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Central Heating Radiator

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1234567billy | 15:08 Thu 09th Aug 2018 | How it Works
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ONE OF MY CENTRAL HEATING RADIATORS NEEDS CONSTANTLY BLED ,SOMETIMES DAILY. DOES NOT TAKE LONG TO BLEED BUT IF NOT BLED THE 2 RADS IN THE CONSERVATORY ARE LUKEWARM. IF IHAD NEW RAD PUT IN WOULD THIS SOLVE PROBLEM. WATER COLOUR COMING OUT OF RAD IS A BIT DIRTY LOOKING.
PS THE OTHER RADS IN THE HOUSE ARE PIPING HOT

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your system may need topping up with water so to avoid air locks..may need a flush ? Builder will be along soon with professional advice
It matters whether your system is "closed" or "open" - the latter will have a header tank at the highest point of your dwelling, for example in an attic space. If it is open then in all likelihood it is self-filling but you would need to check that the tank has some water in it. The description you give of your radiator water suggests that there may be considerable sludge in the system in which case the system should be drained and cleaned with an additive, drained and flushed and then refilled with an inhibitor additive. If the system is closed then as murraymints suggests, it may help to ensure that it is properly filled to adequate pressure but if it is closed and keeps ingesting air then that suggests a leak somewhere. It is difficult to provide conclusive analysis without some additional checks and observations and solutions would depend on the conclusions.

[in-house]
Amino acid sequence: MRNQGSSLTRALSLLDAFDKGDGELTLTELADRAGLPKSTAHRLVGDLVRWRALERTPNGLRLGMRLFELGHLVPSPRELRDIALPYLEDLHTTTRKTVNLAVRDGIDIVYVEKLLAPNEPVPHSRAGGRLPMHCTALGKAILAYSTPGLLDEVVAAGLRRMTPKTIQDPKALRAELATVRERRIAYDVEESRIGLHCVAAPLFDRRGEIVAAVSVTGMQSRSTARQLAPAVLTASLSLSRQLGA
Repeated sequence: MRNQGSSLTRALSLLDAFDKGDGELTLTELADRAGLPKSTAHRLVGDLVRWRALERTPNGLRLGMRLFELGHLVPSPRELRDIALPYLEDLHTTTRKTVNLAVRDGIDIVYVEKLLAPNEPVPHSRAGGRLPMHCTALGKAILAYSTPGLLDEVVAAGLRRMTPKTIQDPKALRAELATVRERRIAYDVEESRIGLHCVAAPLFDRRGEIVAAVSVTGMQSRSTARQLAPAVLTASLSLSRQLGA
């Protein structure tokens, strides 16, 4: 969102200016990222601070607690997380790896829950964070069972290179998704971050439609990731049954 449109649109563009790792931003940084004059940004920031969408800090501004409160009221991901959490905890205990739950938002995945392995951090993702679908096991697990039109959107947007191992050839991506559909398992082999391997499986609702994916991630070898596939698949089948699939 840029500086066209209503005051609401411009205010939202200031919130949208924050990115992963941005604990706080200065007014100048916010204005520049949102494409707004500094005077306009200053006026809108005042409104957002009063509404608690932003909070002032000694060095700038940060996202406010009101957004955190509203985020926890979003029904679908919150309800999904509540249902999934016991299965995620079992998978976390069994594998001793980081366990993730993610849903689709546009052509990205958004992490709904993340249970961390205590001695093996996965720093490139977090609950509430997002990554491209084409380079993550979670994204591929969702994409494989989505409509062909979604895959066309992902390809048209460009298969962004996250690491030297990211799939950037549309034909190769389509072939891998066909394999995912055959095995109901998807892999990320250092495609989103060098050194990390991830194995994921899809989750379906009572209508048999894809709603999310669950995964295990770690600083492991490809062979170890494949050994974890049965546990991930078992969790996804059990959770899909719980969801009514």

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KARL AS FAR AS I AM AWARE IT IS AN OPEN SYSTEM. CANT UNDERSTAND IN MY IGNORANT MIND WHY/HOW A 2FT X 2FT RAD CAN CAUSE SO MUCH TROUBLE WHILE THE OTHER 8 RADS ARE VERY WARM. HOW DOES THE FLUSH WORK AND HOW LONG WOULD IT TAKE
The accumulation of air will happen at a point where the circulation transports it and according to the basic physics of your particular system. The cleaning and recharging of a heating system works like this:
You drain the system completely and for good measure refill it again the drain again after running it for say an hour. Remember to have all radiator inlet valves fully open - leave the valves at the other end unchanged as these are the ones that govern the balancing of your system. Then you refill the system having poured the cleaner into the tank at the start of filling. Follow the instructions for the cleaner but usually it is then a matter of getting the whole system (i.e. circulating water)up to temperature (basically 40 degrees or above). You then drain, refill and circulate for say an hour. Then you drain a final time and refill with the inhibitor added as you start filling just like the cleaner. Fernox do a good range of chemicals but others are available. The whole process from start of initial draining to fully back in operation can usually be achieved in a day but the speed of draining is what tends to govern things - systems (in the UK) are frequently built in a way that means this is a slow process (sometimes a couple of hours or more).
Air is obviously being introduced to the system ... somewhere. The problem could be obviated by fitting an automatic bleed valve into the pipework.

The trouble is that this doesn't solve the problem of where the air is getting in. Faulty circulating pump washers could do this, but that's just one possibility. It really needs someone to investigate. There are many other possibilities.

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Central Heating Radiator

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